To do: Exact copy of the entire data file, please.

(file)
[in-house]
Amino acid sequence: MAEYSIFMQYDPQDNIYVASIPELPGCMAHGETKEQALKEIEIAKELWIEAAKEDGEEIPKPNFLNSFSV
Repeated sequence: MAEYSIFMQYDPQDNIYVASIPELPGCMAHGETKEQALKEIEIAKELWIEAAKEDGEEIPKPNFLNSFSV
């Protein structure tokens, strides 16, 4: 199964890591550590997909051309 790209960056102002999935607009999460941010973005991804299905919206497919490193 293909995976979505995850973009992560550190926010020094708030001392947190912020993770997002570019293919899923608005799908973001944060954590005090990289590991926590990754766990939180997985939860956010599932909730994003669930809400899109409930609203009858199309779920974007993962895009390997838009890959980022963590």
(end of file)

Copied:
[in-house]
Amino acid sequence: MAEYSIFMQYDPQDNIYVASIPELPGCMAHGETKEQALKEIEIAKELWIEAAKEDGEEIPKPNFLNSFSV
Repeated sequence: MAEYSIFMQYDPQDNIYVASIPELPGCMAHGETKEQALKEIEIAKELWIEAAKEDGEEIPKPNFLNSFSV
């Protein structure tokens, strides 16, 4: 199964890591550590997909051309 790209960056102002999935607009999460941010973005991804299905919206497919490193 293909995976979505995850973009992560550190926010020094708030001392947190912020993770997002570019293919899923608005799908973001944060954590005090990289590991926590990754766990939180997985939860956010599932909730994003669930809400899109409930609203009858199309779920974007993962895009390997838009890959980022963590």